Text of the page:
We loaded up the car with our bikes and all and drove down to the parking area just outside the Island.  Now it is no easy task to load up a toddler into a bike trailer, get in your biking gear and get ready to go on a long ride so by the time we unloaded everything out of the car we were just ready to go.  Except we initially went the wrong way out of the parking lot and ended up going away from the Island and back towards the city...  so we turned around and headed back towards the island.  There is this really nice little footbridge leading out onto the island from the parking area and once we figured out that that is how you go to get to the island itself we made our way over there.  Only to see, at the last minute, a sign saying no bikes!  So again, we turned around and went back to the car unloaded all of our bike gear back onto the rack and decided we would just walk instead.  We put J in his little umbrella stroller (we left the big jogging stroller at home) and took off over the bridge, finally we were making some progress.  Until, that is, we realized that not only is it not friendly to bikes but the trails are near impossible to push a stroller on.  It was at this point that I realized we had gotten some bad advice.  but we weren't deterred, I picked up the stroller and ran back to the car the bike that turned into a walk with a stroller just turned into a hike.

Once all of the missteps had passed though it actually was a pleasant little morning.  We took a short hike around the perimeter of the island, part of which is on a cool little footbridge over a marsh.  At the end of the hike we stopped at the actual memorial itself which was really impressive.  An added bonus was that we were one of the only ones there.  I think that a lot of people don't get out to this monument because it is a little off the beaten path.  That being said, I would absolutely recommend seeing it in person.  (just don't bring a bike...or a stroller).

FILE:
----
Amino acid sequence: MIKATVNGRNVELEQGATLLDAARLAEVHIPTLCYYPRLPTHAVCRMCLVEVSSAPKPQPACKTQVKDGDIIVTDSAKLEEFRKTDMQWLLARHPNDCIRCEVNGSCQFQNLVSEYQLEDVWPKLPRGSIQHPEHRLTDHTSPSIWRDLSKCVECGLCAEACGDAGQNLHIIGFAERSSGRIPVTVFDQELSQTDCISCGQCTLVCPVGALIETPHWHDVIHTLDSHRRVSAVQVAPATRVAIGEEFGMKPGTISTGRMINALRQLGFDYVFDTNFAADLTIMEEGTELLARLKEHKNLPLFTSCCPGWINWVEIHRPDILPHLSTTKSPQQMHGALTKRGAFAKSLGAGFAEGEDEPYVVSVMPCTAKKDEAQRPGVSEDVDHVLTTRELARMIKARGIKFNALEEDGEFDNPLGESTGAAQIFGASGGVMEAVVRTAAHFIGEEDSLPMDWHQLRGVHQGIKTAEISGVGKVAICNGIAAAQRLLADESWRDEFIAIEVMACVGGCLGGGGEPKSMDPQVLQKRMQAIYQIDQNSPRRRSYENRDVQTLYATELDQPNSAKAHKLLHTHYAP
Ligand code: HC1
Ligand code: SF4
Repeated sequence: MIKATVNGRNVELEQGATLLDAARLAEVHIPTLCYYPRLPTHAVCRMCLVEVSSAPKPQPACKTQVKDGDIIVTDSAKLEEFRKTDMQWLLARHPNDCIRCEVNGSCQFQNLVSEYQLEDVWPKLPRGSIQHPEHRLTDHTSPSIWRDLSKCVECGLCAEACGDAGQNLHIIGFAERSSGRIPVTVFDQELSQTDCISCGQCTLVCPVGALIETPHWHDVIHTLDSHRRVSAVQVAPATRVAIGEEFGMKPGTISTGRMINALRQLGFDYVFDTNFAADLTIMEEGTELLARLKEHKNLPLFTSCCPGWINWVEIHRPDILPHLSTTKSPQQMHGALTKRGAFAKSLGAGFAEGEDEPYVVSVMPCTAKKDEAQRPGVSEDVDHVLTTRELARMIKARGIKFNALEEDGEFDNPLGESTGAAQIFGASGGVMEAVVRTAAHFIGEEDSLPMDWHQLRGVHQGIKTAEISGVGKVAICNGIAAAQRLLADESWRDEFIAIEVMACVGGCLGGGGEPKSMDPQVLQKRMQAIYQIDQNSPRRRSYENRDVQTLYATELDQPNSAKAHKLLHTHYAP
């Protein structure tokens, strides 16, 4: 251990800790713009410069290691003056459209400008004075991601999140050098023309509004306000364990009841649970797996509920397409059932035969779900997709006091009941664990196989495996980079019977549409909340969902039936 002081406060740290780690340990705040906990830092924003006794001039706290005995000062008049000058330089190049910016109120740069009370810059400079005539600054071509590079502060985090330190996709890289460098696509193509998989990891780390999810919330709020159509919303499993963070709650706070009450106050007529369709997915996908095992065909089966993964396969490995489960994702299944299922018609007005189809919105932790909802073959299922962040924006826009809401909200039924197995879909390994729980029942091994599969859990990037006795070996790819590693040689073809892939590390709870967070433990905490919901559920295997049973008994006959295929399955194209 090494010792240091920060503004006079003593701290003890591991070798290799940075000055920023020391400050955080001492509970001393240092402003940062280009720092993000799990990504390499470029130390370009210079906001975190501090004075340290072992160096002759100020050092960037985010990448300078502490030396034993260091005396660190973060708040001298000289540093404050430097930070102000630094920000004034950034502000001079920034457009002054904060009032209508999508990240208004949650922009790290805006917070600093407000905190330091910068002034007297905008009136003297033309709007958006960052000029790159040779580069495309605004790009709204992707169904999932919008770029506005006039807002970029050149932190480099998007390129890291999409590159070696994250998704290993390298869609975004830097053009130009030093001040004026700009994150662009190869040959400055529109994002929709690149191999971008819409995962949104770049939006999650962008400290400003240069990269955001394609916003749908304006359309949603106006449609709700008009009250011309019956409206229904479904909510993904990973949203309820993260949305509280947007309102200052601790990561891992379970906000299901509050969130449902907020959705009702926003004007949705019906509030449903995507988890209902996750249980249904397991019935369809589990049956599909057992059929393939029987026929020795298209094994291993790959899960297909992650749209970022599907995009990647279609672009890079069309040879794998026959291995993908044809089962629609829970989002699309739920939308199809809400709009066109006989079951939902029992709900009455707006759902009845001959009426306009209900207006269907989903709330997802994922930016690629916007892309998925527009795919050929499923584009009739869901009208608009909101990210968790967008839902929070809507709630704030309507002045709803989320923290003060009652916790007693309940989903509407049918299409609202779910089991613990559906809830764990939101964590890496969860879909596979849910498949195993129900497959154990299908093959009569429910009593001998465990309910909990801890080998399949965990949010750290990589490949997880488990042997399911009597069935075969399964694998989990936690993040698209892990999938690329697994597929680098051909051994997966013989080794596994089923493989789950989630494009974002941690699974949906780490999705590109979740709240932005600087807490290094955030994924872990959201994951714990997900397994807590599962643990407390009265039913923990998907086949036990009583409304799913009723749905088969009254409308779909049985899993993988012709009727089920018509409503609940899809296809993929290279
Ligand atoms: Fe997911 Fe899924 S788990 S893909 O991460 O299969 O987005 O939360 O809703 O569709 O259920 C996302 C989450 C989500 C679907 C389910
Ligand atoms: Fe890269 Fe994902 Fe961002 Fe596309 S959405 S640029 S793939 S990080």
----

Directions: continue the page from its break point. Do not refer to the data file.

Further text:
While J was napping I decided to go for a run and see some of the monuments that we had missed.  I left the hotel and headed down Pennsylvania one more time and ran by a few of the familiar ones from the day before,  but this time I stopped at the Korean War Memorial and spent a little bit of time there.  Despite it's size there is actually a lot to see at this site.

From there I headed down past the FDR memorial and stopped to read the inscriptions on the inside of the Jefferson memorial.  Finally I took one last loop around the reflecting pool and headed back to the Hotel.

When J woke up from his nap we took a walk around Georgetown and stopped in at the Old Stone House which is part of the Rock Creek Park.  It is the oldest house in Washington D.C. and it was surprisingly interesting.  We had walked by it a few times during the trip but never made it inside but I'm glad we made the detour, it is worth the 20 or so minutes if you find yourself in Georgetown.

Day 3:

Our last day in the city and we didn't have any plans again, except that Kim needed to have a cupcake at Georgetown Cupcakes.  They don't open until 10am and we have a toddler who wakes up at 6am so we had some time to kill.

I am always out looking for a new highpoint to conquer so we took the short drive up to Fort Reno to pick up the Washington D.C. highpoint.  This one was surprisingly hard to find.  It is just a survey marker in an open field so you have to be right on top of it to find it.  Also it is not actually the highest point around it as there are a lot of man-made areas in the vicinity that rise above it.  It took a little bit of figuring but we eventually made it.  We parked at the Deal Middle school and walked up a small path once we got to the large open field it was a quick left and up a little hill and we were there.  There wasn't anything to look at so we took a few pictures and made our way back into the city for some delicious cupcakes.

 So that was it.  I hope you enjoyed reading about our travels!